Thursday, March 12, 2015

CRTC Just Plain Wrong On New Canadian Content Regulations





Anybody I talk to about the state of Canadian content says the same thing.
Canadian TV seems to be in its death throes.
Over at CBC the budget has been slashed annually and there no longer is any consistent Canadian arts programming left.
CBC which once made its own TV ballets, operas, and music specials has dumped everything to stay on budgetary track.
CBC has no Canadian TV movies anymore and is now planning a significant reduction in documentaries for next season or so I'm told.
Its private competitors CTV, Global and Citytv will only make Canadian drama series they can sell to the U.S. market.
That means a series as fine as Global's Combat Hospital was immediately cancelled after the American broadcaster ABC declined to back a second season.
Citytv had one sole hour of quality drama in Murdoch Mysteries which the network dumped several seasons back because it was too expensive (CBC picked it up).
So I'm dumbfounded at the most recent decision of the Canadian Radio-television and Telecommunications Commission which agrees with me the quality of daytime Canadian TV is lousy.
The CRTCV says it is substantially reducing the numbers of daytime hours each day that a network must devote to Canadian shows --it will be down from 50 per cent to 35 per cent.
Remember this is the very CRTC that in 1985  wiped out its insistence that a certain portion of prime time Canadian content be devoted to scripted series.
In one year the number of scripted Canadian series dropped from a high of 11 to just two.
I'm insistent that quotas of all kinds should be abolished --they merely produce mediocre fare which fewer and fewer Canadians want to watch.
I'm convinced the only regulation the CRTC should insist on is a demand from all private networks that they spend as much on Canadian programming as they spend in L.A. snatching up all the U.S. series.
Last year that figure was almost $700 million --I would be surprised if the private networks spent a third as much on Canadian shows.
CBC is now saying the 55 per cent daytime insistence on Canadian content will be reduced to zero.
And I'm fearlessly predicting that come next September few if any Canadian shows will be left.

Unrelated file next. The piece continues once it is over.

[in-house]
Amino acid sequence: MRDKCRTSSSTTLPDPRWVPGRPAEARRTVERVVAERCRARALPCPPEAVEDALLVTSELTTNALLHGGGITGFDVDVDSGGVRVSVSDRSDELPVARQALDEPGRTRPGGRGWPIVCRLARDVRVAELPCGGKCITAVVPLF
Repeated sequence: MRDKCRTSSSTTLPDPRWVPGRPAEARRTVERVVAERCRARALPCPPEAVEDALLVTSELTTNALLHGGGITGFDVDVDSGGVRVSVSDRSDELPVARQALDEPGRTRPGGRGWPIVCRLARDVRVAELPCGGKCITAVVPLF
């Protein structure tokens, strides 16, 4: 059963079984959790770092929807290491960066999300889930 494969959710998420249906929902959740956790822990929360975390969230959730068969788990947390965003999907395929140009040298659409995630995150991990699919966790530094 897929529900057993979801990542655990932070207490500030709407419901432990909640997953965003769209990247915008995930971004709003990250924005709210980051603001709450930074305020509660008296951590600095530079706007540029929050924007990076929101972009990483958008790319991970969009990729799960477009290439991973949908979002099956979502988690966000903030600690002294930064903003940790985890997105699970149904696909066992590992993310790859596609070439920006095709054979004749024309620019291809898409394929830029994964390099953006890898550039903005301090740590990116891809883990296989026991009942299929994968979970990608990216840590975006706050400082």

Instead a vast wasteland of U.S. imports from soap operas to reality junk will come flooding in.
Canadian TV has always been endangered.
We import all our soap operas, we import each and every low class American talk show, every cheapie reality outing..
Canadian TV may be past saving.
The CRTC tip toed around the idea of a "Netflix tax" --and it's Netflix and other streaming devices which are eating away at the ratings of traditional Canadian TV networks.
CRTC Chair Jean-Pierre Blais is banking on a desire by the networks to go for quality.
In a speech he mentioned all the great Canadian authors Canadian TV could call on for quality.
Excuse me but the first question a Canadian networks asks a producer these days is "Can this be sold to American TV?"
One of CBC's last TV movie efforts was a biopic of Don Cherry --there was one lone foreign sale --to Finnish TV.
Well, The CRTC took the Canadian networks at their words in 1985 and look what happened.
The other day I asked friends at a cocktail party which Canadian TV series they would consider "must see TV".
The only Canadian title I got was Orphan Black and it is made in Toronto but by BBC America.
Canadian TV is terminal, I humbly submit, and CRTC's latest attempt at resuscitation is going to be a bust.






3 comments:

Ottawa Dude said...

The stations should all pool their monies and make one canadian drama / comedy / whatever , and all show it to meet their requirements.

kay said...

Orphan Black was created by Canadians, it's produced by Canadians & is filmed in the GTA. The fact that BBC America pays for it, doesn't make it "not Canadian"

HomeMovies Ca said...

The Canadian Content regs did next to nothing for real and good quality Canadian stories because - they only stipulate that productions have to have at least a specified percentage of Canadians working on them, which is why so many productions in Canada are American stories not Canadian stories, and there's so much of that there is very little left of funding for actual Canadian stories. The reason this happened, happens, is because Americans control and run the entire system. Canadians should have long ago protested this situation where most of our tax dollars went to funding American stories produced in Canada by Canadians qualifying as Canadian Content.